Church bomber denied parole
The man who bombed a Mormon church near Kamas in the ’80s was denied parole Monday after apologizing for his crimes on March 9, according to the authorities.
"They’ve scheduled a rehearing to take place in September 2012," said Jack Ford, a spokesman for the Utah Board of Pardons and Parole, in a telephone interview Tuesday. "When that date rolls around, we’ll make a decision at that point about whether to parole him or not."
Addam Swapp, who is 46 years old, remains incarcerated in Arizona, having served two years of a possible 15-year sentence for manslaughter for participating in the killing of Lt. Fred House, an officer with the Utah Department of Corrections.
"I think that’s a wise decision by the parole board," Kamas Mayor Lew Marchant said Tuesday.
As a high councilman at the time in the Kamas Stake of The Church of Jesus Christ of Latter-day Saints, Marchant was one of the first to see the damage Swapp caused when he bombed a church near State Road 32 with dynamite.
Swapp served a 15-year federal sentence for blowing up the building. But since a 13-day standoff at the polygamous compound in 1988 he insists he will "pursue peace."
"I would never touch another gun again," Swapp told a member of the Utah Board of Pardons and Parole in March.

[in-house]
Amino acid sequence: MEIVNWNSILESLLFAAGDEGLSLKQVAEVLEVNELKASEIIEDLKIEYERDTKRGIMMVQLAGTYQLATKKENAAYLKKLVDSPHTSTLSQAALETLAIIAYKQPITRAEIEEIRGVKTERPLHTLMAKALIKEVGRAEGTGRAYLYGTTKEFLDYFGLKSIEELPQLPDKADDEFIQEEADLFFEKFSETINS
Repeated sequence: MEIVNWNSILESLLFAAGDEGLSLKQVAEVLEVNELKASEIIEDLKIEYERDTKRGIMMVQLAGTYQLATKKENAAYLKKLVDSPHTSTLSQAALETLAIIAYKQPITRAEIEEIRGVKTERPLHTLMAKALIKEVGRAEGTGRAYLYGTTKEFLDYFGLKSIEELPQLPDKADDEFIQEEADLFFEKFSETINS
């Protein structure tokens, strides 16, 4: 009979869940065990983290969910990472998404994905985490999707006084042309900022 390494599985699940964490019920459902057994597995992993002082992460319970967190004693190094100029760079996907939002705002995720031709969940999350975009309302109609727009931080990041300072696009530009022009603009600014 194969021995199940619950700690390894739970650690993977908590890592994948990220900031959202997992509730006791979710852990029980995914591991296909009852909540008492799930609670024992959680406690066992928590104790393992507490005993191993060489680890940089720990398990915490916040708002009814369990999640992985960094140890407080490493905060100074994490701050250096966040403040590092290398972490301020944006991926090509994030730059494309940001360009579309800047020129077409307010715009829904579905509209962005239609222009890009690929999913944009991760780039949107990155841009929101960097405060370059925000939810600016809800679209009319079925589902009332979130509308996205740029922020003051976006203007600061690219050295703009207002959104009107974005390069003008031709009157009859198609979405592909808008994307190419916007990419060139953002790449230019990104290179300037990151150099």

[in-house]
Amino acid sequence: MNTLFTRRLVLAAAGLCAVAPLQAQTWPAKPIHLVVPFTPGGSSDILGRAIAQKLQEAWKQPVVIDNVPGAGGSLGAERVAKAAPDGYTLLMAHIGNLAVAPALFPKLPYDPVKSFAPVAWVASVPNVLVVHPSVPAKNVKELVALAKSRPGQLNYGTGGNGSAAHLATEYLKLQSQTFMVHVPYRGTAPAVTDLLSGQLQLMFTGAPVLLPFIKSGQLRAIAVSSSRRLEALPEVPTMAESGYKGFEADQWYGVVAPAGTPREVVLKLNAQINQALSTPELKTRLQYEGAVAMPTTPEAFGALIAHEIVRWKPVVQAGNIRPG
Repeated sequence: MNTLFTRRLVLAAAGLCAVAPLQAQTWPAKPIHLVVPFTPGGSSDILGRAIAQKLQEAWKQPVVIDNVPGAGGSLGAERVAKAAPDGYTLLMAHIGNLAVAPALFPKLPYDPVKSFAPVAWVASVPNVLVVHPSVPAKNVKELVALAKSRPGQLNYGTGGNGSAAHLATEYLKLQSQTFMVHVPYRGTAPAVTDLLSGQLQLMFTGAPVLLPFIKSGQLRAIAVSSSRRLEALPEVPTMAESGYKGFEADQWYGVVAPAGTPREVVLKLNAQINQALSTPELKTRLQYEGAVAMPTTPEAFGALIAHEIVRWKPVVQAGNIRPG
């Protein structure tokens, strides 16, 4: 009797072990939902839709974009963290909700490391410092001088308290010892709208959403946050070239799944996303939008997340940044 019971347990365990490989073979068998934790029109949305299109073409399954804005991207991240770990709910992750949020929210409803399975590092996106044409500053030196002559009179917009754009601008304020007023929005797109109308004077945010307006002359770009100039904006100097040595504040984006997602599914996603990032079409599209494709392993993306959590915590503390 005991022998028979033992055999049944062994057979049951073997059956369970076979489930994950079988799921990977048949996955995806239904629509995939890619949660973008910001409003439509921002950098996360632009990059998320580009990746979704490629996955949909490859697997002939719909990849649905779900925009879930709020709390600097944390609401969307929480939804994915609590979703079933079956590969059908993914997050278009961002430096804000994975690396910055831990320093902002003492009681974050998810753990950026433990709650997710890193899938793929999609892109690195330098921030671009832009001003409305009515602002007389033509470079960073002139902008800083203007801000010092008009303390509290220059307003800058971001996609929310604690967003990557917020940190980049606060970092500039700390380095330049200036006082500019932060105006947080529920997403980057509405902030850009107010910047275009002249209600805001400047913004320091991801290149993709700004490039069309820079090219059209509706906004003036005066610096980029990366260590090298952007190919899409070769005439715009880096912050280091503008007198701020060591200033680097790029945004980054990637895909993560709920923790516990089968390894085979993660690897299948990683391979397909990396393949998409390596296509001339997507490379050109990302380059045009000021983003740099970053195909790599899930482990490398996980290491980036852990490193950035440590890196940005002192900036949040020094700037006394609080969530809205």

Though another man, South Summit resident Tim Singer, was convicted of firing the shot that killed House, Swapp led members of the family into the confrontation, according to parole board member Clark Harms.
"We have reports about what happened exactly, so the board draws inferences from those reports," Ford said, adding that board members reviewed a document called a rationale sheet before making their decision.
Swapp claimed he believed police unjustly killed John Singer, his father-in-law, in 1979. Upper Loop Road was closed during the standoff two decades ago.
"During that 2-week siege I think it was just an unbelief, people just couldn’t believe that this was happening in our protected, little valley," Marchant said at the time of Swapp’s hearing in March.
Swapp’s sentence is scheduled to end in 2020, Ford said.
Associated Press contributed to this story.
Support Local Journalism
Support Local Journalism
Readers around Park City and Summit County make the Park Record's work possible. Your financial contribution supports our efforts to deliver quality, locally relevant journalism.
Now more than ever, your support is critical to help us keep our community informed about the evolving coronavirus pandemic and the impact it is having locally. Every contribution, however large or small, will make a difference.
Each donation will be used exclusively for the development and creation of increased news coverage.
Start a dialogue, stay on topic and be civil.
If you don't follow the rules, your comment may be deleted.
User Legend: Moderator Trusted User
In a new court filing, Summit County says Hideout should be held in contempt of court for violating previous court orders, referring to the town’s actions as “sinister,” “machinations,” and as “wolves in sheeps’ clothing.”